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Loud and Proud

By Erica C. Barnett

JULY 24, 2000:  Texas proud? Hell, these guys are practically rabid. When the Democratic National Committee (DNC) sent out a tongue-in-cheek "travel advisory" warning people to stay away from Texas because of the state's embarrassingly low child immunization rate (below the national average of 80%, and less than 70% in Houston), Texas Monthly publisher Mike Levy decided he wasn't about to sit by silently while Texas got smeared by a bunch of Bush-bashing, Yankee Democrats. So he called up a handful of his close, personal friends -- among them longtime political consultant Bill Miller and former state legislator Mark Stiles -- and posed a question: How would they like to form an ad hoc committee dedicated to protecting Texas' good name in the media?

Miller and Stiles -- along with former TNRCC director Dan Pearson, ex-health commissioner David Smith, and State Board of Education member Will Davis, Democrats and independents all -- said that would be just dandy, and last week, the Proud of Texas Committee was formed. The six men kicked off the group's PR campaign by sending letters to presidential hopefuls George W. Bush and Al Gore. The committee members told their home-state candidate they would work to prevent "misrepresentations presented in the media during a heated national election campaign" by "speak[ing] out when information presented in the media about Texas is incorrect." In contrast, their letter to Gore was a three-page-long critique of "misrepresentations by your campaign to the media," including statements Gore has made on education, criminal justice, and health care in Texas.

"This is just an ad hoc thing where we're going to watch and call bullshit on stuff that people are saying that's not right," Miller says. "There's a lot of things being said about the state that are unfair," particularly by Gore, Miller adds -- statements, he says, that are picked up, repeated, and amplified by the media.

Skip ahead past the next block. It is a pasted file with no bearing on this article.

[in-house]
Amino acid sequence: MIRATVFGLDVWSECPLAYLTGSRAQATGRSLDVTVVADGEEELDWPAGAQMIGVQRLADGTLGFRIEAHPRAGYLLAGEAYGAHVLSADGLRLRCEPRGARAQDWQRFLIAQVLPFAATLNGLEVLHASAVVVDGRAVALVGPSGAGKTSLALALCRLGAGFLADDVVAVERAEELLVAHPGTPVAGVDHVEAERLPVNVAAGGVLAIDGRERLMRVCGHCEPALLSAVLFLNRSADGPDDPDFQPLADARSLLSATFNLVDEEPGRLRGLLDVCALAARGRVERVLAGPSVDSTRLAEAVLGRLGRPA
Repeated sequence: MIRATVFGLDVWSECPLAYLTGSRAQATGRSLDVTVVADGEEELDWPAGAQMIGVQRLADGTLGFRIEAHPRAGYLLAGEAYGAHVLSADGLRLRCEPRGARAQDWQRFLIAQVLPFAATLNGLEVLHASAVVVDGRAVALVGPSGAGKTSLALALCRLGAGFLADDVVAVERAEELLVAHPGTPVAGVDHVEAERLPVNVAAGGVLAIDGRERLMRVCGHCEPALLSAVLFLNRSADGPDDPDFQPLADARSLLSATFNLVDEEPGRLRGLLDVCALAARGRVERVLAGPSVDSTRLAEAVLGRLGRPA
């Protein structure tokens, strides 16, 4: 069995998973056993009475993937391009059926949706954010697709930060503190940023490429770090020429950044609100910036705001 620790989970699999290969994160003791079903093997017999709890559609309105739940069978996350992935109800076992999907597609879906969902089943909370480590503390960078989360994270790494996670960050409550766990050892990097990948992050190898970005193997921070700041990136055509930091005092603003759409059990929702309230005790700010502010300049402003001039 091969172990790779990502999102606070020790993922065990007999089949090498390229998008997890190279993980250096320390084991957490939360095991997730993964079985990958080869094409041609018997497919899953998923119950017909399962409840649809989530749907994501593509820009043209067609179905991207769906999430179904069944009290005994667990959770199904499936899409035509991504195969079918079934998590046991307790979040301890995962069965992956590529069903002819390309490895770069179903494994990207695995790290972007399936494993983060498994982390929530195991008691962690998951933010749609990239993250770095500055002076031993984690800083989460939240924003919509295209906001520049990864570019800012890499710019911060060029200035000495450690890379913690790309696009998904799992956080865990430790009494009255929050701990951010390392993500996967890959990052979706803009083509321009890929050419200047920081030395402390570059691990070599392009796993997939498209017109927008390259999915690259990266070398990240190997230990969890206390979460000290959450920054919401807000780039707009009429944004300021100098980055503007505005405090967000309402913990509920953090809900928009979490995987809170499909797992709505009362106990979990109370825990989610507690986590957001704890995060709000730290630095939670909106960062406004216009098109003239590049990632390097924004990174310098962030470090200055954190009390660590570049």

"The media reports on those things and we're trying to help them figure out what's what," says Stiles. "I don't get upset if the Astros have a losing season anymore, but I do get upset about [misrepresentations of] Texas. This is really a great state. I think a lot of people are just jealous."

Levy says the committee won't spend any money and doesn't have any firm plans so far, other than to canvass the media to make sure they aren't portraying Texas in a negative or unfair light. "Basically, we threw a grenade and we're going to see where it lands," Levy says.

Does "Proud of Texas" -- which Levy is quick to point out is "a committee, not a campaign" -- have an agenda beyond keeping Texas' reputation untarnished? Levy insists the group is nonpartisan: "This is not about Bush, this is not about politics, it's about 'don't make Texas a tool for a re-election campaign, and don't make cheap shots,'" he says. But given the enthusiasm with which Levy's magazine has (however tacitly) supported Bush in his run for president -- and the players' clear interest in having the governor of their state elected to the nation's highest office -- we'll take the gamble that it isn't just the Lone Star State these six Texans are proud of.


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